The Bowdoin football season ended much like it began: badly.
After carrying a 14-point lead into the fourth quarter against Colby, the Polar Bears allowed 27-unanswered points in the final period, falling 47-34 to cap off the team’s third winless season in four years. The loss cemented Bowdoin’s place in the sub-basement of the NESCAC and deprived the team of a CBB title for the eighth straight year.
Up where the sun shines brightly and the birds sing sweet ditties, Middlebury became the first team in NESCAC history to finish a season 9-0 and took home the program’s first league championship since 2013. Must be nice.
With the loss, Bowdoin football again made history of its own, concluding the worst four-year stretch in the 130-year history of program. Across that stretch, the Polar Bears are 1-34, having been outscored 470-1,245 by their opponents.
I have had the delicious misfortune of writing about the team for half of that stretch, and now that it’s ending, this column is, too.
I started on this beat to learn about the psychology of a team that never wins, and, having watched them lose all but one game that they have played, I’ve learned … something.
Bowdoin football is an enigma, wrapped in a contradiction, stuffed inside an anachronism. Players past and present have told me that Bowdoin football has been the most formative experience of their lives, not despite its abysmal performance but because of it. Football is the reason that some of them are able to go to college, to make it through college and to make a living after college. They’re telling the truth, and we should take them at their word.
But you also haven’t seen all of Bowdoin football until you’ve seen a middle-aged fan pouring a hefty amount of Tito’s Vodka into a Yeti thermos at noon on a Saturday at a tailgate full of parents wearing name tags emblazoned with their players’ faces and eating lukewarm chili out of crock-pots on plastic tables covered with those gaudy disposable tablecloths you only see at children’s birthday parties.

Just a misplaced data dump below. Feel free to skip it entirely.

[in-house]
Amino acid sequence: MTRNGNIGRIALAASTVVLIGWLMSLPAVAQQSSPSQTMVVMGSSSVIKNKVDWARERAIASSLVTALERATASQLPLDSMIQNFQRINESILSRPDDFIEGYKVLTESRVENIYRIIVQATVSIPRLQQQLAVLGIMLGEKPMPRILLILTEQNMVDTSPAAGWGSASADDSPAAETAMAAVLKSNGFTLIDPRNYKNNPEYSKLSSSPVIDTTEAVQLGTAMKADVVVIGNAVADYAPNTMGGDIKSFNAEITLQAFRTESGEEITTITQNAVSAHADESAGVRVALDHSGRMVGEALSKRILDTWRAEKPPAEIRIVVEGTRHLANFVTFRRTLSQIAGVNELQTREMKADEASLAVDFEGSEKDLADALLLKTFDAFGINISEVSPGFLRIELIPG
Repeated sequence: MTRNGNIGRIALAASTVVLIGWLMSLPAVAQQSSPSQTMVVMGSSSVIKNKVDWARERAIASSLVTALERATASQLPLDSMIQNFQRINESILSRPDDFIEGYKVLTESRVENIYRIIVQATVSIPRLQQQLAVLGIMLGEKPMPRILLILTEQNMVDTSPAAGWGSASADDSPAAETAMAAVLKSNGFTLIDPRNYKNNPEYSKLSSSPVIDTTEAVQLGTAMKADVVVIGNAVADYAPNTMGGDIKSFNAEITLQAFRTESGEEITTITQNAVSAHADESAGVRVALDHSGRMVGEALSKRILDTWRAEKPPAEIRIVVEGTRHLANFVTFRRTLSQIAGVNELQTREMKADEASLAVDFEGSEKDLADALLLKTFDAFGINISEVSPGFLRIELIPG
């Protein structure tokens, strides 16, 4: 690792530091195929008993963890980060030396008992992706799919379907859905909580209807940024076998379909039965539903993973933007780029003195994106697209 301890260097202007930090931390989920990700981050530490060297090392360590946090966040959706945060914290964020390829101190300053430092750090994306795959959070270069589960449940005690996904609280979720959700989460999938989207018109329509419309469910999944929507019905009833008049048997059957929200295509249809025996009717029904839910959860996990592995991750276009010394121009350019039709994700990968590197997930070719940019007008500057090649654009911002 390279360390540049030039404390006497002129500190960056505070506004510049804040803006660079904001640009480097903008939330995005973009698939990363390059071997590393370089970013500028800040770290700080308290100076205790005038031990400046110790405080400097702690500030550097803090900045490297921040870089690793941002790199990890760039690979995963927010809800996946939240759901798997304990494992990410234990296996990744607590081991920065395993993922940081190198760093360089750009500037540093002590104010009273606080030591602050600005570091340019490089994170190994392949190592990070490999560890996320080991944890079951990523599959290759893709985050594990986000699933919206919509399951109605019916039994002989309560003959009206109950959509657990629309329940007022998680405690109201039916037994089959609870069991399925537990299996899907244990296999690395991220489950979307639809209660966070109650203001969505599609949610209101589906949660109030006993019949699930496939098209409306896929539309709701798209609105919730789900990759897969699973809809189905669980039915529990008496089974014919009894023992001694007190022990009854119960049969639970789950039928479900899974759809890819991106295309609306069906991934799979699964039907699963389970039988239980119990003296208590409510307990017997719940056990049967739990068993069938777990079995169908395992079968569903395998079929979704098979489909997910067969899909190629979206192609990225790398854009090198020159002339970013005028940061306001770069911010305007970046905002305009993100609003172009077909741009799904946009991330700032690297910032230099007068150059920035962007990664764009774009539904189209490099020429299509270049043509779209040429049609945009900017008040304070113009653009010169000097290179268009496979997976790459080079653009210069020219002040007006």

Try to hold those two things in mind at the same time. It’s not easy to do.
Can Bowdoin football be fixed? Maybe. Diversifying its recruiting pool would be a good place to start. But really, I’m not sure that the program is broken in the first place. In 2019, potential recruits have more Division III football programs to choose between than ever before, and Bowdoin’s admissions rate has hit an all-time low. If, as the College maintains (but refuses to substantiate with data), its goal is to recruit athletes who would be competitive applicants without their athletic credentials, the system seems to be working just as designed. The only thing that’s broken are our expectations.
‘‘But what about Middlebury’ you might ask, ‘a school with a similar institutional profile and a winning football team?’’ The obvious but important difference is that Middlebury already wins football games. Recruits are attracted to historically-successful programs and the cycle perpetuates itself. The question remains how to break out of it.
Ultimately, the future of Bowdoin football is less pressing than the present reality of Bowdoin athletics. In my effort to learn about the psychology of a team that never wins games, I learned a lot more about the psychology of an institution that fields a team that never win games.
Bowdoin is not a sports school and will never be a sports school. Most non-athletes are either completely ambivalent about or vaguely dismissive of the whole concept of varsity sports in the first place, and I see no reason to believe this will ever change. Despite this fact, Bowdoin remains an institution that is thoroughly shaped by its desire to attract and retain varsity athletes. No aspect of the College, from admissions to academic affairs to alumni relations, remains untouched by this commitment.
The effects are both cultural and financial. In the 2019-20 operating budget, the College allocated $7.9 million, or about 4.5 percent of the total budget, to its athletic programs. That is both a very big and a very small number, depending on how you frame it. But regardless of your perspective, it is a whole lot of cash to spend on programming that benefits at most one third of the student body, generates practically no revenue for the College and provides a leg up in the admissions process for a pool of white and wealthy applicants. This system raises fundamental questions about fairness that we have not even asked, let alone answered.
I did not come up with the name for this column, and I thought it was kind of lame when I first saw it, but I’ve come to like it. Bowdoin athletics are more than a game: they’re a real institutional force. It behooves us to keep an eye on them.
Thank you for reading. GoUBears.